Yayoi Kusama and the Secret History of Her Infinity Mirror Rooms

A look back at the legendary mirror installations and how they turned the Japanese artist out of a mental one Crisis point

Yayoi Kusama has become the best-selling artist in the world in recent years. In 2019, it was reported that her work represented 25 percent of the market of all auction sales of art by women. While she is undoubtedly a polymath and works in a number of different media – from pumpkins to polka dots – her signature shape is arguably the series of installations known as the Infinity Mirror Rooms. These works are an immersive experience of interiors lined with mirrors that create the illusion of endlessly recurring spaces. During the lockdown of the pandemic, The Broad Museum in Los Angeles even made one of their mirrored rooms, The Souls of Millions of Light Years Away (2013), available online so that visitors from around the world can experience Kusama’s exploration of eternity.

However, their success is hard won. Although he had created the mirror room shape in 1965, another artist subsequently created his own mirrored installation and was recognized as the pioneer of the idea. This injustice may have sparked a crisis in Kusama’s life, but luckily mirrors would also play a role in her later recovery from this troubled time.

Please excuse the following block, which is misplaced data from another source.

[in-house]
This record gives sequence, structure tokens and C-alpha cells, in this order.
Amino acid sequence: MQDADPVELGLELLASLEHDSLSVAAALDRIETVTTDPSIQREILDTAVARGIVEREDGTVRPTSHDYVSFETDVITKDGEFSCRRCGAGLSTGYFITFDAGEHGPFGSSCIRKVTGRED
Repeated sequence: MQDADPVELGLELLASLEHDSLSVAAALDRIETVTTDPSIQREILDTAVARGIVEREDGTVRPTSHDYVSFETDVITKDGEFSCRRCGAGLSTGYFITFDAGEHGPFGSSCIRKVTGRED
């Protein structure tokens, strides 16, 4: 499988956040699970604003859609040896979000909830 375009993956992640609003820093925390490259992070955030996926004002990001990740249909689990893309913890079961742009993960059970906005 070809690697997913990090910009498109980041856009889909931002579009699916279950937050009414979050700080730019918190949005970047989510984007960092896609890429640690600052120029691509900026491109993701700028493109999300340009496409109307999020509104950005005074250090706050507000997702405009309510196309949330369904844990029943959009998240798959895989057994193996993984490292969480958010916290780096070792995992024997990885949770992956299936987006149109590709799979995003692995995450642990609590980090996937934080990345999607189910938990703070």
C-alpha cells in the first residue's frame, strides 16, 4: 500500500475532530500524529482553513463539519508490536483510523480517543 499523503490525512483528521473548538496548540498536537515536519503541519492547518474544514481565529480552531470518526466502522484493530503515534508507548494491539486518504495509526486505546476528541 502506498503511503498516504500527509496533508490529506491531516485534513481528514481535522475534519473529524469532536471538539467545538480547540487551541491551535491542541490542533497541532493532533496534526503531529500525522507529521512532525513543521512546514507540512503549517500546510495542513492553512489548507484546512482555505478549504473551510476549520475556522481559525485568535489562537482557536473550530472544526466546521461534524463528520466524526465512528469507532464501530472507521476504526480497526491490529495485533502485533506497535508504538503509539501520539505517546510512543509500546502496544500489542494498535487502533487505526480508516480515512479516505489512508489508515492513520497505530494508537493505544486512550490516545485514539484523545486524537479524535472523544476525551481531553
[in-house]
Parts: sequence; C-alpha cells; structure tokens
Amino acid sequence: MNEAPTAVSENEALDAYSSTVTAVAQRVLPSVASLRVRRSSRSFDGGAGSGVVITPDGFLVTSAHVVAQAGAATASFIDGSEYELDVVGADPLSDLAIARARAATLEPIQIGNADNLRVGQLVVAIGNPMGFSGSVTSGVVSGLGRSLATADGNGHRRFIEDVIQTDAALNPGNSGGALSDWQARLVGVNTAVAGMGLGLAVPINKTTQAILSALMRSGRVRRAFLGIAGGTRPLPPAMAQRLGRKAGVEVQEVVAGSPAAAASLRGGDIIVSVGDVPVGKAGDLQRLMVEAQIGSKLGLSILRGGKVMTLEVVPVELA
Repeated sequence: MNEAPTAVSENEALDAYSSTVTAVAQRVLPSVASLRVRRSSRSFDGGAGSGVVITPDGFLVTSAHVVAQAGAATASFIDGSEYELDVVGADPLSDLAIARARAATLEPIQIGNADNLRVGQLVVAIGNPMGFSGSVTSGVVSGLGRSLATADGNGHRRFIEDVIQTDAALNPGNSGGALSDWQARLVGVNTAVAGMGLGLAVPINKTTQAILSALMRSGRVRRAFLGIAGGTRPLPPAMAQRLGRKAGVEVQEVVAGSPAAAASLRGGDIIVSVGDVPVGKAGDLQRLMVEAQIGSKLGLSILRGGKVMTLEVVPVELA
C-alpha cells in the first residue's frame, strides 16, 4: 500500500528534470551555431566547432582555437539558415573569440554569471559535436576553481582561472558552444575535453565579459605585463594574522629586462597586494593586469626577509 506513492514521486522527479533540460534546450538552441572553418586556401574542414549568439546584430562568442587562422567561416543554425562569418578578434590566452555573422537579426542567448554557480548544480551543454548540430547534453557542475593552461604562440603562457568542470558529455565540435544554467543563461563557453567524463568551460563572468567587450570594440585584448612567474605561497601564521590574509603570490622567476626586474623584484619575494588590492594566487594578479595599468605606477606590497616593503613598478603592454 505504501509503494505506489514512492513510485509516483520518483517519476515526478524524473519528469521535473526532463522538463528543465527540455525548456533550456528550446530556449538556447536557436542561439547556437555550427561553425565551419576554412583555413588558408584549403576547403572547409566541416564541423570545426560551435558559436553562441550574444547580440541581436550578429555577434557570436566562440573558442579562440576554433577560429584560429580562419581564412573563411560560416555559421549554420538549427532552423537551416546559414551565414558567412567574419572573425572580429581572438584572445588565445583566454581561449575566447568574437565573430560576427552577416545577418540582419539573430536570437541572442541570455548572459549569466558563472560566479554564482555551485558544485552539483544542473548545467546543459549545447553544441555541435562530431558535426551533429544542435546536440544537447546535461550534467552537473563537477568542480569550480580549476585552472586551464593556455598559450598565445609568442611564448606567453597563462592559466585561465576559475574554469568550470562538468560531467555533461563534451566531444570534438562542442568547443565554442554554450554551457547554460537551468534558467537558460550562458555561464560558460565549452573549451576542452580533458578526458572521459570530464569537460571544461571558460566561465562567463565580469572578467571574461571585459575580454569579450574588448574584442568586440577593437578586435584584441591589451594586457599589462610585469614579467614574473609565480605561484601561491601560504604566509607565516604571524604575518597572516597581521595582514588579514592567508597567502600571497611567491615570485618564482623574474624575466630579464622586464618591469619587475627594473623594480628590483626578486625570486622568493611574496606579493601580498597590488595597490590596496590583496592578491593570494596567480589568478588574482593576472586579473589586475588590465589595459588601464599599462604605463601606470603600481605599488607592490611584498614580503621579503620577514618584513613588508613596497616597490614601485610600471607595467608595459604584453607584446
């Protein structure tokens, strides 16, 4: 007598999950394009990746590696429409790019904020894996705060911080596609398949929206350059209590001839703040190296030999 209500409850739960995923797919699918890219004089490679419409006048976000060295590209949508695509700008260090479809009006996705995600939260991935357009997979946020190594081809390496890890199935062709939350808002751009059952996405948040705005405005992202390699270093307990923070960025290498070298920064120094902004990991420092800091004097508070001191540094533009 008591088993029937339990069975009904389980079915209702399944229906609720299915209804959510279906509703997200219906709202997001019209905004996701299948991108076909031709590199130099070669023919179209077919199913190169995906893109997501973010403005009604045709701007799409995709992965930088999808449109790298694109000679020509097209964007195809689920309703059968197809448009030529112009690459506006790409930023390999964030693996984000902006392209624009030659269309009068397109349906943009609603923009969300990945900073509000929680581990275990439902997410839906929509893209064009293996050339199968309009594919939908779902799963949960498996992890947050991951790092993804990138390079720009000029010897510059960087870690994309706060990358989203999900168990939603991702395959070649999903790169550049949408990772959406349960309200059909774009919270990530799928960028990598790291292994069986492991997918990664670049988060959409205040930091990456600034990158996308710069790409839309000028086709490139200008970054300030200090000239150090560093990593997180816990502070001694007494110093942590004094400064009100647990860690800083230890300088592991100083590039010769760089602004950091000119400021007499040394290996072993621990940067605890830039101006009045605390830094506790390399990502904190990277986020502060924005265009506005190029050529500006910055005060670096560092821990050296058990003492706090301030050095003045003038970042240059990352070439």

Take a look through the gallery above to revisit some of Kusama’s most famous artwork, while below we take a look at the secret history of the birth and evolution of their groundbreaking Infinity Mirror Rooms.

Yayoi Kusama, infinity mirror roomYayoi Kusama, infinity Mirror roomCourtesy of the artist

The origin of Kusama’s interest in the idea of ​​mirrored space lies in her work as a child. Born in Matsumoto, Japan in 1929, she made thousands of small paintings in her early years, which she later developed into sculptures. Identified this as the beginning of her desire to create an infinite series of images, should the concept eventually come to fruition in her design of a mirrored room environment.

Kusama moved to America in 1957, arrived in New York in 1958, and held her first solo show in the city in 1959 at the Brata Gallery on East 10th Street. Over the next several years, the Japanese artist participated in a number of exhibitions in New York while developing her work.